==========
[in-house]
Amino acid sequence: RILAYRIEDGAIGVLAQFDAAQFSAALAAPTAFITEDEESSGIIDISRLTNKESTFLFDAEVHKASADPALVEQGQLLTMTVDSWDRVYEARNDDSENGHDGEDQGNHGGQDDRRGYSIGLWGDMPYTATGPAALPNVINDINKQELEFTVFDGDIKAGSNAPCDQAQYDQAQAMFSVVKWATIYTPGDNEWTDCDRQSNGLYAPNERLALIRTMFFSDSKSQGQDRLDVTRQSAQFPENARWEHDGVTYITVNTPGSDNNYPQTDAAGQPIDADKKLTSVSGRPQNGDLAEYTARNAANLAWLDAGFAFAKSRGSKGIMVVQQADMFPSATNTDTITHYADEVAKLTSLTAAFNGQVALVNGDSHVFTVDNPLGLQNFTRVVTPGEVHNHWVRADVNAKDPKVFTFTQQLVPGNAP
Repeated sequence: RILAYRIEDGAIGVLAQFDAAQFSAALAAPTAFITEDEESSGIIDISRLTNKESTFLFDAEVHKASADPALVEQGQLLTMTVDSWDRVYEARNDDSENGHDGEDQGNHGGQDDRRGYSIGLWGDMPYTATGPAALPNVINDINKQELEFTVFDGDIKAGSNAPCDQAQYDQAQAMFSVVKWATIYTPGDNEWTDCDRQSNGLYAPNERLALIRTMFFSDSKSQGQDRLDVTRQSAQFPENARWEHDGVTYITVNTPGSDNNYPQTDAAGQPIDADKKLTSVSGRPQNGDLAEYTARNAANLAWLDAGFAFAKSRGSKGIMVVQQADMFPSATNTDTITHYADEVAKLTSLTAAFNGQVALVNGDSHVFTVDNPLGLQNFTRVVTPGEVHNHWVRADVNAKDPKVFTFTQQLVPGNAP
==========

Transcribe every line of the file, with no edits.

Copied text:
[in-house]
Amino acid sequence: RILAYRIEDGAIGVLAQFDAAQFSAALAAPTAFITEDEESSGIIDISRLTNKESTFLFDAEVHKASADPALVEQGQLLTMTVDSWDRVYEARNDDSENGHDGEDQGNHGGQDDRRGYSIGLWGDMPYTATGPAALPNVINDINKQELEFTVFDGDIKAGSNAPCDQAQYDQAQAMFSVVKWATIYTPGDNEWTDCDRQSNGLYAPNERLALIRTMFFSDSKSQGQDRLDVTRQSAQFPENARWEHDGVTYITVNTPGSDNNYPQTDAAGQPIDADKKLTSVSGRPQNGDLAEYTARNAANLAWLDAGFAFAKSRGSKGIMVVQQADMFPSATNTDTITHYADEVAKLTSLTAAFNGQVALVNGDSHVFTVDNPLGLQNFTRVVTPGEVHNHWVRADVNAKDPKVFTFTQQLVPGNAP
Repeated sequence: RILAYRIEDGAIGVLAQFDAAQFSAALAAPTAFITEDEESSGIIDISRLTNKESTFLFDAEVHKASADPALVEQGQLLTMTVDSWDRVYEARNDDSENGHDGEDQGNHGGQDDRRGYSIGLWGDMPYTATGPAALPNVINDINKQELEFTVFDGDIKAGSNAPCDQAQYDQAQAMFSVVKWATIYTPGDNEWTDCDRQSNGLYAPNERLALIRTMFFSDSKSQGQDRLDVTRQSAQFPENARWEHDGVTYITVNTPGSDNNYPQTDAAGQPIDADKKLTSVSGRPQNGDLAEYTARNAANLAWLDAGFAFAKSRGSKGIMVVQQADMFPSATNTDTITHYADEVAKLTSLTAAFNGQVALVNGDSHVFTVDNPLGLQNFTRVVTPGEVHNHWVRADVNAKDPKVFTFTQQLVPGNAP